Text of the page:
In a release, the Company noted that social media has inundated virtually every aspect of our daily lives, offering a way to share experiences with friends and family in remarkable detail. It has become commonplace for people to share personal details about their daily activities, so it's only natural for them to continue this practice when they are on vacation. The problem is that many people over share without fully understanding the potential consequences of their openness.
"By posting status updates about your vacation, or checking in at locations miles from your home, you're basically announcing to the world that your home is empty," said
According to a report completed last year by Consumer Reports, 4.8 million people have used
"Criminals used to have to go out and case a neighborhood to determine who wasn't home, and even if they figured that out, it was difficult for them to know for sure when the homeowner might return," said Harlin. "Now they can just go online and learn your home address, see many of your possessions from previous photos that have been posted, and learn details about travel plans including when you're leaving and when you plan to return."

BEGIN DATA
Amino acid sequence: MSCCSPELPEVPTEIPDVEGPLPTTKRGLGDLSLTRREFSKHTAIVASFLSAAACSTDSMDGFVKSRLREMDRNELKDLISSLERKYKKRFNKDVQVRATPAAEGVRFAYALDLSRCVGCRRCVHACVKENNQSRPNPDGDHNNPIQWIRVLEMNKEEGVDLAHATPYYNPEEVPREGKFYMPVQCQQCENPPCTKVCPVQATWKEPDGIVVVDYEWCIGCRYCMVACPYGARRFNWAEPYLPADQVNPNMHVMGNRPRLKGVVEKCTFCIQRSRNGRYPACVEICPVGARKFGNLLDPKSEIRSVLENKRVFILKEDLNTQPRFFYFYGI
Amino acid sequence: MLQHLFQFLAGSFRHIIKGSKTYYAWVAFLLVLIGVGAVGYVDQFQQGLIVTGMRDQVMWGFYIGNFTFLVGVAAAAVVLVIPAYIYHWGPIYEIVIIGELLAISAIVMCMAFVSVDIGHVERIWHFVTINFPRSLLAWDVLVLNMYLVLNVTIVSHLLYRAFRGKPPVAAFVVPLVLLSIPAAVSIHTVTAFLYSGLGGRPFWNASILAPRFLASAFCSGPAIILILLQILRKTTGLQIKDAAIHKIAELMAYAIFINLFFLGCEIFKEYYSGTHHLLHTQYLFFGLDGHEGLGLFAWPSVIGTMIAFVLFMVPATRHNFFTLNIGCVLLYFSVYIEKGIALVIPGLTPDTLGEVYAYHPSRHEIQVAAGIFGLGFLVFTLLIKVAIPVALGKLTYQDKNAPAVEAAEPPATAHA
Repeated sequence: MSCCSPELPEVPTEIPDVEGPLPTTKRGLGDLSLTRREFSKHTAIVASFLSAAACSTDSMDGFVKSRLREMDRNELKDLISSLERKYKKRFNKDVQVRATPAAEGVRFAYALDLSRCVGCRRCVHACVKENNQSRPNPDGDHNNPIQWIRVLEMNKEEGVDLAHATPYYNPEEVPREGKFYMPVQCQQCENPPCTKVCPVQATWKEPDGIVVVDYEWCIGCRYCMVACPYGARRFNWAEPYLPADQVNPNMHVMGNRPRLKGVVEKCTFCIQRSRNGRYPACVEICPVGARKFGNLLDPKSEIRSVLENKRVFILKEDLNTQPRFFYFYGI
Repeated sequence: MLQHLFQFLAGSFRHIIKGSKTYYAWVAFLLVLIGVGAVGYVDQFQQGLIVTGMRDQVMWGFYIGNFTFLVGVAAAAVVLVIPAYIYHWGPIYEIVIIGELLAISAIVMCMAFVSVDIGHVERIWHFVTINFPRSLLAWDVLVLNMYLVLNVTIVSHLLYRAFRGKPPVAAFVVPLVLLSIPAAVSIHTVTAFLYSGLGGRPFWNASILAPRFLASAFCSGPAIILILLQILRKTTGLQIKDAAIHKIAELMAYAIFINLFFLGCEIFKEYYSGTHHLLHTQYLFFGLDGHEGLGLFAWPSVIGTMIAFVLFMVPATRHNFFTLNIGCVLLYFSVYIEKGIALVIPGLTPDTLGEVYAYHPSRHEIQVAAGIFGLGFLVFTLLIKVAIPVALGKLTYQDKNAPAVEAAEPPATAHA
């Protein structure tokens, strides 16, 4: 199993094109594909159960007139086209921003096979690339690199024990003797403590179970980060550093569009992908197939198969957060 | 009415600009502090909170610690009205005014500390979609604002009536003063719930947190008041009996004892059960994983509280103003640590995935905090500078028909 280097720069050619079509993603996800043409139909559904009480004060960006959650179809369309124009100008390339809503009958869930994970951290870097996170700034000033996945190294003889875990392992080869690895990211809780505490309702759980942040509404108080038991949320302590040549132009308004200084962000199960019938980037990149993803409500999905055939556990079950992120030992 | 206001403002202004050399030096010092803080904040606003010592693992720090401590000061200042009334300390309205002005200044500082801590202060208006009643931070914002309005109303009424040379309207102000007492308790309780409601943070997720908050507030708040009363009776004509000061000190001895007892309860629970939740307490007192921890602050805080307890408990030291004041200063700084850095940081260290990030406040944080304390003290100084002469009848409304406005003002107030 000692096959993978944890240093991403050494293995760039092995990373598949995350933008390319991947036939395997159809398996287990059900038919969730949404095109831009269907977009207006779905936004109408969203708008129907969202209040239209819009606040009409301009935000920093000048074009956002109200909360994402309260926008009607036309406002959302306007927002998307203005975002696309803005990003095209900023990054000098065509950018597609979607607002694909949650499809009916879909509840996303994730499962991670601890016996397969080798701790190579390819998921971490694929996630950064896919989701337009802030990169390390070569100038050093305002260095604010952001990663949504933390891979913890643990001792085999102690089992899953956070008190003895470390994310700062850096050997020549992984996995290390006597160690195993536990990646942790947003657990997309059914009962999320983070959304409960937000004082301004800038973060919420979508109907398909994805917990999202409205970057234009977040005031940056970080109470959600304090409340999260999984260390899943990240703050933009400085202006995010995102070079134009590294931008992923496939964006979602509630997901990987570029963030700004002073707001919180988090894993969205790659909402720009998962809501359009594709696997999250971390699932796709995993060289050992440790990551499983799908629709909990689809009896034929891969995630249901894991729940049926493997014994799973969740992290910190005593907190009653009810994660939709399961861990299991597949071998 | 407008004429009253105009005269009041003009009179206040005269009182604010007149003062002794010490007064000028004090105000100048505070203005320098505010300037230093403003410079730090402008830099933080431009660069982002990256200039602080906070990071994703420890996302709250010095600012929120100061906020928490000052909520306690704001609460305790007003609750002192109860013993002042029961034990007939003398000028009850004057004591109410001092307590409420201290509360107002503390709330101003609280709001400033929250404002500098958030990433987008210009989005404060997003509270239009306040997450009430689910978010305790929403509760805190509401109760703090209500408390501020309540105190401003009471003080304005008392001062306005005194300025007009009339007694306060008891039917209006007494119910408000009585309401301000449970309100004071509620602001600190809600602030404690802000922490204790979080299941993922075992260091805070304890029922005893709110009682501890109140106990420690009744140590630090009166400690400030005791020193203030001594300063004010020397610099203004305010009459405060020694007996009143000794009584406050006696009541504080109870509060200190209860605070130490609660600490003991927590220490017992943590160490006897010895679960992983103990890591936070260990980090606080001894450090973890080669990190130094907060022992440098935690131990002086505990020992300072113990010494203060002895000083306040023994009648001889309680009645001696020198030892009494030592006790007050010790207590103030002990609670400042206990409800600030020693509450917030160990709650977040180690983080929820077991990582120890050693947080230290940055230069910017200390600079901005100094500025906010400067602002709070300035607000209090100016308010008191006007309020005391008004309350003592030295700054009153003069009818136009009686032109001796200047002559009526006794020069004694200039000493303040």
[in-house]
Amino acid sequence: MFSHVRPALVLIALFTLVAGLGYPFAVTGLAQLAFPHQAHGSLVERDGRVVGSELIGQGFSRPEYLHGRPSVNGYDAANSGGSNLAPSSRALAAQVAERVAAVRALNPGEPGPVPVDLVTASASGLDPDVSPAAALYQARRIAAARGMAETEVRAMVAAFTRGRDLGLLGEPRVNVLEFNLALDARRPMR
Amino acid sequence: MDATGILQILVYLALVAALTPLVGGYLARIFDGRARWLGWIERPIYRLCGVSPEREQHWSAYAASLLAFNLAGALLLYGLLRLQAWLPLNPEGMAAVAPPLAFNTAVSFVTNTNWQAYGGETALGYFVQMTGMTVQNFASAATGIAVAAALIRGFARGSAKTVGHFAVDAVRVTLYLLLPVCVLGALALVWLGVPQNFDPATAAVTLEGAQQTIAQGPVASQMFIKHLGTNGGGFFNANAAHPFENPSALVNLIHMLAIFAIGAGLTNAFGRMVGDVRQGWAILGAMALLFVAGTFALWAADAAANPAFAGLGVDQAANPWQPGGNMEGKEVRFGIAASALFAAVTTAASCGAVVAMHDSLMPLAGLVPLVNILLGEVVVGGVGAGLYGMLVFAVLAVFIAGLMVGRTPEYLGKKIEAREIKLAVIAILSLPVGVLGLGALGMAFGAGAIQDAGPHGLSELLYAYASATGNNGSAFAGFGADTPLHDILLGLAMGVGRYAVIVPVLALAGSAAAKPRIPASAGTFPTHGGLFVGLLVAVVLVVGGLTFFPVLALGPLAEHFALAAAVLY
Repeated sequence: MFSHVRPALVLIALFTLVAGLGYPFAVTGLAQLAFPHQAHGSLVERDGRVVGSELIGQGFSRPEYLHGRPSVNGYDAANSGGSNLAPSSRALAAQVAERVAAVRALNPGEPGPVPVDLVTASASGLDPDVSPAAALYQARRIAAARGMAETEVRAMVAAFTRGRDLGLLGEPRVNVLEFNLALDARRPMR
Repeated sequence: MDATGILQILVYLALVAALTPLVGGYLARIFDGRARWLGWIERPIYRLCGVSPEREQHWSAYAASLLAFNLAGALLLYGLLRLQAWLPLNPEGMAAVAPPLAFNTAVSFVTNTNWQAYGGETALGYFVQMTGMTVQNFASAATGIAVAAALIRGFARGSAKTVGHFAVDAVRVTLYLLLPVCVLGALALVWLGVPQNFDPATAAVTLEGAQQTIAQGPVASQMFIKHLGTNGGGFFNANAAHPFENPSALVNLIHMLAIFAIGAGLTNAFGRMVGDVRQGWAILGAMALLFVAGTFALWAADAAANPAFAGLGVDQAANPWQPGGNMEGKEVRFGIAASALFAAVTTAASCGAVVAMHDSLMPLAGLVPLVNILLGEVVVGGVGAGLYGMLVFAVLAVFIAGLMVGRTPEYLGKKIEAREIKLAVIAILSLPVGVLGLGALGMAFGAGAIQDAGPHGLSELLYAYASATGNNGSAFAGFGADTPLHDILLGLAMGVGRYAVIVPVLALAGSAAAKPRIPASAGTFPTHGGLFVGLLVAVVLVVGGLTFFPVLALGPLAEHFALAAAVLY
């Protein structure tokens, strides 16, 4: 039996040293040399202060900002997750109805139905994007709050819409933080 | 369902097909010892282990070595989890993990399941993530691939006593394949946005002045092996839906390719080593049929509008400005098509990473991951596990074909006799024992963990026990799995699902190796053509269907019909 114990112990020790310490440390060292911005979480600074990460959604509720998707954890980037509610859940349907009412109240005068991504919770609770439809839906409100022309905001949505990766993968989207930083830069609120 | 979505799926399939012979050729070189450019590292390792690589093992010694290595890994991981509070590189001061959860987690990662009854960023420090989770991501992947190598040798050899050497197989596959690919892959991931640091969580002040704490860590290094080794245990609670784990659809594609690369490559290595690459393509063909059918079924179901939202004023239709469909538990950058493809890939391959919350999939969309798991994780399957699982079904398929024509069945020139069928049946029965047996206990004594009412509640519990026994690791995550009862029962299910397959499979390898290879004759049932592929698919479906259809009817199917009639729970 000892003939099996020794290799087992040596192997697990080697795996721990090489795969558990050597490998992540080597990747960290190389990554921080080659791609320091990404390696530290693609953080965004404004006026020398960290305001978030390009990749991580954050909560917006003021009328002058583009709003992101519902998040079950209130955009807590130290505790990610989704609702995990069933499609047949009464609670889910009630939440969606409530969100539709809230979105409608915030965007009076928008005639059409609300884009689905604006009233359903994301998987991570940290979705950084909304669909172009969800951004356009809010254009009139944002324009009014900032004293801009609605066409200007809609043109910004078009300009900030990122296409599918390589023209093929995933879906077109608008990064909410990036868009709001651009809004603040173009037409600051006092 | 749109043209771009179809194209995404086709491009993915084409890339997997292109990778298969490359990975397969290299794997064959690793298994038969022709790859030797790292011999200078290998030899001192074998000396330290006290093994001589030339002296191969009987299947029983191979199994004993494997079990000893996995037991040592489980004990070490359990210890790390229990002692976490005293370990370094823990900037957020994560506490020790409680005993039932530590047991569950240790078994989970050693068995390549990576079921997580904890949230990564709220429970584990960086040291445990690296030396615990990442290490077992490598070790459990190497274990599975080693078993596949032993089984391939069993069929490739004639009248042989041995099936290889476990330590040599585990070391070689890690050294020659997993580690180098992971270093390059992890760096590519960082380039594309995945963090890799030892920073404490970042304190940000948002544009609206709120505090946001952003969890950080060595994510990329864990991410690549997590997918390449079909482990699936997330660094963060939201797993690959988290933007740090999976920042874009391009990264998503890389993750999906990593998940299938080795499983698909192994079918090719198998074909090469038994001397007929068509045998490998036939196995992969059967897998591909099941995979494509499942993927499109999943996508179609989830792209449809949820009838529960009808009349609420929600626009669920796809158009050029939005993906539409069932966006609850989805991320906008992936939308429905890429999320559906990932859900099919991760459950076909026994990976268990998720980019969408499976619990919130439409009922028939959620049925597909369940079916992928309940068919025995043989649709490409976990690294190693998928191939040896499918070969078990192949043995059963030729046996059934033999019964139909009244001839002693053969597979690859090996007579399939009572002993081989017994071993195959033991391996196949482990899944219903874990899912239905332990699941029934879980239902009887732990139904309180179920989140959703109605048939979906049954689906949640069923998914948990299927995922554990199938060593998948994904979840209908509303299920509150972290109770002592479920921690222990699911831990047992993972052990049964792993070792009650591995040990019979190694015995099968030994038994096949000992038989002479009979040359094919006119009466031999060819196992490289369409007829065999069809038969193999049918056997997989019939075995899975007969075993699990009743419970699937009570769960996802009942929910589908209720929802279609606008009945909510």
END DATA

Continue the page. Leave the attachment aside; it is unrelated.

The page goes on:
In addition to avoiding social sharing, there are several other steps that you can take to prevent your home from becoming a target while you are on vacation. Stop or forward mail and newspaper deliveries and plan to have a friend or neighbor that you trust check on your home while you are away. Snow covered driveways and sidewalks can also be a giveaway that no one is home, so make arrangements for snow removal. The use of timers or smartphone apps to automate lighting can also serve as a deterrent for criminals.
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